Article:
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Fires burn across Southern California as dangerous winds continue through Friday

Dangerous fire conditions Monday fueled blazes in Pacific Palisades and San Bernardino, where at least three homes burned and evacuations were underway nearly into the night, as firefighters throughout the state braced for extreme fire conditions in coming days.

Much of California is under high fire risk with high temperatures, dry conditions and windy weather through Friday. Moderate to strong Santa Ana winds are predicted to bring an “extreme Red Flag Warning event” in parts of Southern California on Thursday and Friday, with the possibility that “very rapid fire spread and extreme fire behavior could threaten life and property,” according to National Weather Service reports.

Even in light winds on Monday, firefighters rushed to stop a blaze that quickly chewed through about 40 acres in Pacific Palisades, burning dangerously close to multimillion-dollar homes in a hillside neighborhood and sending a plume of smoke visible throughout the basin.

Firefighters responded about 10:40 a.m. to the fire, which erupted near 500 N. Palisades Drive. The fire, initially reported at one acre, grew to an estimated 30 acres in less than an hour before reaching about 40 acres by midday, Los Angeles Fire Department officials said.

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About 200 homes in the area bordered by Charmel Lane, Bienveneda Avenue, Merivale Lane and Lachman Lane were under evacuation orders for most of the day, largely because of the amount of smoke and aircraft in the area, fire officials said.

“We will be expecting more fire weather as the week progresses, and because of that, we’re not going to leave any stone unturned in this community because our concern is to make sure that these lines are contained and make sure the fire doesn’t go outside,” said Assistant Chief Patrick Butler, the incident commander of the Pacific Palisades fire.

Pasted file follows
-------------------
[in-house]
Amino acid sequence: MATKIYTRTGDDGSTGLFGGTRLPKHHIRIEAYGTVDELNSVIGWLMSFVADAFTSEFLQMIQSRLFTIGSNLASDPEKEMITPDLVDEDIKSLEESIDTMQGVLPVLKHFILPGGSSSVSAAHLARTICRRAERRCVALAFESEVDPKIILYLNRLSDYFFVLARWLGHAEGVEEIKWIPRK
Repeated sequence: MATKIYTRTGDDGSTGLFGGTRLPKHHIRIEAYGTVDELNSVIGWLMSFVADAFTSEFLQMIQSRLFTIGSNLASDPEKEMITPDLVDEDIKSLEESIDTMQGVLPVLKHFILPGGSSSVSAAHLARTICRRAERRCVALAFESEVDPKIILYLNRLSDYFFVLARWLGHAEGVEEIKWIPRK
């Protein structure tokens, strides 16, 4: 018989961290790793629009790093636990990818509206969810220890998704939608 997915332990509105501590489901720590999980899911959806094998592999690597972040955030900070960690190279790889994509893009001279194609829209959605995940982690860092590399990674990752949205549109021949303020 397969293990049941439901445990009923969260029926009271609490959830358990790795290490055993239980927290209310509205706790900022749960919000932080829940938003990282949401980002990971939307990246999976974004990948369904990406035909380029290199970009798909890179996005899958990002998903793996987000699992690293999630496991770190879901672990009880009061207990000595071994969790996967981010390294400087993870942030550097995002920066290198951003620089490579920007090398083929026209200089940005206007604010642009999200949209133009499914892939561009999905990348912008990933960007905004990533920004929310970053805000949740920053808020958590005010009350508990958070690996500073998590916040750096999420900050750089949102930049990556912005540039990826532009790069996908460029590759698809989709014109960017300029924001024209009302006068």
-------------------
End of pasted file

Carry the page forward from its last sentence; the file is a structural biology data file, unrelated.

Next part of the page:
In San Bernardino, firefighters took on a blaze that broke out Monday afternoon dangerously close to homes in the Little Mountain area.

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The fire started shortly after 5 p.m. Monday in thick brush near West 39th Street and North Severance Avenue. Aided by wind gusts of up to 30 mph, the fire raced up hills, burning about 20 acres and damaging at least three homes.

Jimmy Schiller, a field public information officer with San Bernardino County Fire, said Little Mountain is an area that’s prone to fires, in part because it is in the direct path of wind that comes through a nearby mountain pass.

Firefighters regularly perform prescribed burns in the area, the latest about three months ago. Firefighters burned about 100 acres in hopes of mitigating fire risk, he said.

Little Mountain has a small number of hydrants, meaning firefighters were taking frequent trips up and down the hill to fetch more water.

“It was a recipe for an unfortunate afternoon,” Schiller said.

National Weather Service forecasters predict weak to moderate Santa Anas will develop in Los Angeles, Ventura, Orange, Riverside and San Bernardino counties through Wednesday with temperatures spiking into the high 80s and low 90s.

By Thursday and Friday, fire weather conditions could be as severe as seen during the first two days of Saddleridge fire, which burned almost 8,800 acres, damaged 88 structures and destroyed 19, including some homes.